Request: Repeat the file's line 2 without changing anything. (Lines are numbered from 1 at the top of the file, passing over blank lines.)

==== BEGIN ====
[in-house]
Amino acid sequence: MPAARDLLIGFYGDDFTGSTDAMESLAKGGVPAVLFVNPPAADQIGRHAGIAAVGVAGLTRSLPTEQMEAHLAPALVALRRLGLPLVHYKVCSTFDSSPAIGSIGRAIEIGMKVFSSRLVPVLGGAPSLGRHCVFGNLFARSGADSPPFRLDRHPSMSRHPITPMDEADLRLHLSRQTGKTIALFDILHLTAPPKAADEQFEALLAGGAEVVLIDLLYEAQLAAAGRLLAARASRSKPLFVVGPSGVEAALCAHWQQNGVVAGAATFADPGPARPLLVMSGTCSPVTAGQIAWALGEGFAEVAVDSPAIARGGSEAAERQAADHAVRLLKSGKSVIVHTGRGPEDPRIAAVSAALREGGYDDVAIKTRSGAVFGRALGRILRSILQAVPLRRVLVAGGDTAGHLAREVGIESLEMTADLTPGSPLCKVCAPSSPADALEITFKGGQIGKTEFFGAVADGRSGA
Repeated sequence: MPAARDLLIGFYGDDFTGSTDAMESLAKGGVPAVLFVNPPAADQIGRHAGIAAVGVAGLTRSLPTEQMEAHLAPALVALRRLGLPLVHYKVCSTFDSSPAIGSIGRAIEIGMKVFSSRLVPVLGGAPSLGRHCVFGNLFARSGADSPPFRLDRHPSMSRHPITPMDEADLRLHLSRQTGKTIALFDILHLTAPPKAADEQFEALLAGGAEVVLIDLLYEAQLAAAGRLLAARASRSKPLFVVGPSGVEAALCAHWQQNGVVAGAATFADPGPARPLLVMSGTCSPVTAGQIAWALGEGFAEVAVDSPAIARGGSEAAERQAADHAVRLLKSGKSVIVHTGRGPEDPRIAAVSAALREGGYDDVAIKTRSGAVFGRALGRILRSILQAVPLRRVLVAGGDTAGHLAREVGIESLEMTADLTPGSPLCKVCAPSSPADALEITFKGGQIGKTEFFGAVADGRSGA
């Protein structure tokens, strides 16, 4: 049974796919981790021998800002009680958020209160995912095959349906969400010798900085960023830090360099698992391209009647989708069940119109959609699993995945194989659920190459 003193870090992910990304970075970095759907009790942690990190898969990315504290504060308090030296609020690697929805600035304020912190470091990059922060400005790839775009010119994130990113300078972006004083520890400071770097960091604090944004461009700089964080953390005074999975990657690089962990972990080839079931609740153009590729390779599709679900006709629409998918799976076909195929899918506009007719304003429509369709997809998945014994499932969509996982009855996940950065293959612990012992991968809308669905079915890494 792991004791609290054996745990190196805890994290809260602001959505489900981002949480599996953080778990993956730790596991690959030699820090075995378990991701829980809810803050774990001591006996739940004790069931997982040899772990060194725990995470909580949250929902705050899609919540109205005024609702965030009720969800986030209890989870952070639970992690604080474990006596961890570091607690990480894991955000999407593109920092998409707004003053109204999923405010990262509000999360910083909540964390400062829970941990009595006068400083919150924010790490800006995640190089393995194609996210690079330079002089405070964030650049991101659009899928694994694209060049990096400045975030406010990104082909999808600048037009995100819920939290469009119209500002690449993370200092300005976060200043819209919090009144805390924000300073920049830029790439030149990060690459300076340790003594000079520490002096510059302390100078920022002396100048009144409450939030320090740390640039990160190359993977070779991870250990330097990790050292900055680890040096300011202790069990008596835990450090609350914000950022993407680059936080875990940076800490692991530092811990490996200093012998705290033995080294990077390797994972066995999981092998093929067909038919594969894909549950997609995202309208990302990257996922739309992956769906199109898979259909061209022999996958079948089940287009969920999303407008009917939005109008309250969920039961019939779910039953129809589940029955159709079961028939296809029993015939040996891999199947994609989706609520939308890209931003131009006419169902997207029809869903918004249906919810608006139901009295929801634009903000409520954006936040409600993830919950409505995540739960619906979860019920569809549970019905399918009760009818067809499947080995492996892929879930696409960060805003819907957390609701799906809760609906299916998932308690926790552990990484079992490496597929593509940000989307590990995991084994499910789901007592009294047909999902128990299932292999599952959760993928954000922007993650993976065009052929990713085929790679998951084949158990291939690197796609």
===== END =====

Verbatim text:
Amino acid sequence: MPAARDLLIGFYGDDFTGSTDAMESLAKGGVPAVLFVNPPAADQIGRHAGIAAVGVAGLTRSLPTEQMEAHLAPALVALRRLGLPLVHYKVCSTFDSSPAIGSIGRAIEIGMKVFSSRLVPVLGGAPSLGRHCVFGNLFARSGADSPPFRLDRHPSMSRHPITPMDEADLRLHLSRQTGKTIALFDILHLTAPPKAADEQFEALLAGGAEVVLIDLLYEAQLAAAGRLLAARASRSKPLFVVGPSGVEAALCAHWQQNGVVAGAATFADPGPARPLLVMSGTCSPVTAGQIAWALGEGFAEVAVDSPAIARGGSEAAERQAADHAVRLLKSGKSVIVHTGRGPEDPRIAAVSAALREGGYDDVAIKTRSGAVFGRALGRILRSILQAVPLRRVLVAGGDTAGHLAREVGIESLEMTADLTPGSPLCKVCAPSSPADALEITFKGGQIGKTEFFGAVADGRSGA